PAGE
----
This review was previously published in The National newspaper.

Kristin Wiig is mostly known for her colourful comedic work on TV’s Saturday Night Live and in films such as Bridesmaids and the recent Zoolander 2.

But alongside 2014’s The Skeleton Twins, the oddly compelling comedy drama Welcome To Me gives Wiig another chance to tinge those funny bones with dramatic darkness.

She plays Alice Klieg, a woman who has borderline personality disorder and who one day wins the Mega-Millions lottery. Instead of buying a sports car or jetting off on holiday, Alice immediately comes off her medication and buys her own talk show at a station usually reserved for infomercials.

Inspired by love for her idol Oprah, her one-woman show is as the title suggests – all about her, including her views on everything from healthy eating to the benefits of neutering pets, as well as doing some cathartic soul-bearing that she was hitherto unable to accomplish.

It’s like the ultimate form of narcissistic infotainment, in which even those in charge of keeping the show on air can do nothing but indulge her every whim because she’s the one keeping the lights on.

Alice’s newfound limelight at first seems like a dream come true but the cracks begin to show as the situation takes more3 of a toll on her mental wellbeing.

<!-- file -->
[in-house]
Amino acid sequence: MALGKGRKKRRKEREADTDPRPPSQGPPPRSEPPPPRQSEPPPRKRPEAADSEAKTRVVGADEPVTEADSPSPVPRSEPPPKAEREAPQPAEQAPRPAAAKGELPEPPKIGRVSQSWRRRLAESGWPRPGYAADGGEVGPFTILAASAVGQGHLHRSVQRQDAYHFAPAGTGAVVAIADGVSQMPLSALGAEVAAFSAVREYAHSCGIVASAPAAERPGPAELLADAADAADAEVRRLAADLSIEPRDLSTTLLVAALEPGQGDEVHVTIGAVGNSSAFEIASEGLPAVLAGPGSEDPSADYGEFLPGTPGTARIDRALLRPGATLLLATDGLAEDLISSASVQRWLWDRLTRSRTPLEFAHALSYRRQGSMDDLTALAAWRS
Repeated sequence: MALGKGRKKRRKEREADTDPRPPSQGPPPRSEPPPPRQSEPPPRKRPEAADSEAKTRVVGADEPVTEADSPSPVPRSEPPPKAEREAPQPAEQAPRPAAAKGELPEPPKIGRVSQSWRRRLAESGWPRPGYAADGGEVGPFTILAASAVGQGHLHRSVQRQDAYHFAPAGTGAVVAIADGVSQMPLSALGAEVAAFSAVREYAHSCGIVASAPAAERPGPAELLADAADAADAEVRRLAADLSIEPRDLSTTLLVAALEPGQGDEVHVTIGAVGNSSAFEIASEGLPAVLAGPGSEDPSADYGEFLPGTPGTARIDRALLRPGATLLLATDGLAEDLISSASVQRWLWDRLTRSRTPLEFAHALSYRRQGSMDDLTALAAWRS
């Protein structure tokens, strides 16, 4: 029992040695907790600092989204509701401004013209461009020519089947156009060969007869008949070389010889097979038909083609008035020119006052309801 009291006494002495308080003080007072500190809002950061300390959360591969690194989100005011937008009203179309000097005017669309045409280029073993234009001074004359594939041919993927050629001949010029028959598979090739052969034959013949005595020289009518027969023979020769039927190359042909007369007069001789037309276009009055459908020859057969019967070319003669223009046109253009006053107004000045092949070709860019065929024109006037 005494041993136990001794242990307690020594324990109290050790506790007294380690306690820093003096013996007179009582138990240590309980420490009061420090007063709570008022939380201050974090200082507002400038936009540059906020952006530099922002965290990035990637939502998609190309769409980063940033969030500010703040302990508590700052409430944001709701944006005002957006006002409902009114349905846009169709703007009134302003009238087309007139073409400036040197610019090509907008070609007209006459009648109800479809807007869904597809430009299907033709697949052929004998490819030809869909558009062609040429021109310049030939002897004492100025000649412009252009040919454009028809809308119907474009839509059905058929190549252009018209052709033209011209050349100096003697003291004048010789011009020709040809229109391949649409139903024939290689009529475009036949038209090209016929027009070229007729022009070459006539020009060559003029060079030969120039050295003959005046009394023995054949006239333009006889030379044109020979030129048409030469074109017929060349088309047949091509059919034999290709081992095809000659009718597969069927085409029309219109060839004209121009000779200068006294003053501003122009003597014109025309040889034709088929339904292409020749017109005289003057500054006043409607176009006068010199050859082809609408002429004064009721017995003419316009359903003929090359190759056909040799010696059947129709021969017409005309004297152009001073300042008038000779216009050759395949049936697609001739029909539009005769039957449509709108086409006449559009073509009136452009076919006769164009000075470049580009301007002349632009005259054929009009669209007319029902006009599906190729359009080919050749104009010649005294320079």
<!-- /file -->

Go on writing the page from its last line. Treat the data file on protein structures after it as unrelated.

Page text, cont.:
It’s a film that ambitiously attempts to meld various genres, from high-concept comedy that wouldn’t have been out of place in the 1980s to deathly dark explorations of what it means to have mental health problems and how that impacts the person’s life and those around them.

It falls a bit short of gelling them together completely, as well as leaving some of its side-plots and supporting characters peculiarly unexplored; actors like Jennifer Jason Leigh and Tim Robbins are criminally underused.

But there’s an admirable trying quality to the film as a whole and whatever its flaws, Wiig is tremendous in the lead role. She inhabits this offbeat and at times purposefully difficult character with daring conviction.

Alice could have come off as something of a caricature – she pronounces certain words incorrectly live on air, bumbles her way through conversations and so forth – but Wiig imbues her with a certain kind of eccentric charm and, above all, believability.

Elevated by Wiig’s compelling central performance, Welcome To Me is a film that doesn’t easily fit into one neat box and that’s most definitely a good thing. It wears its awkwardness and imperfectness as a badge of honour, and in doing so becomes strangely fascinating.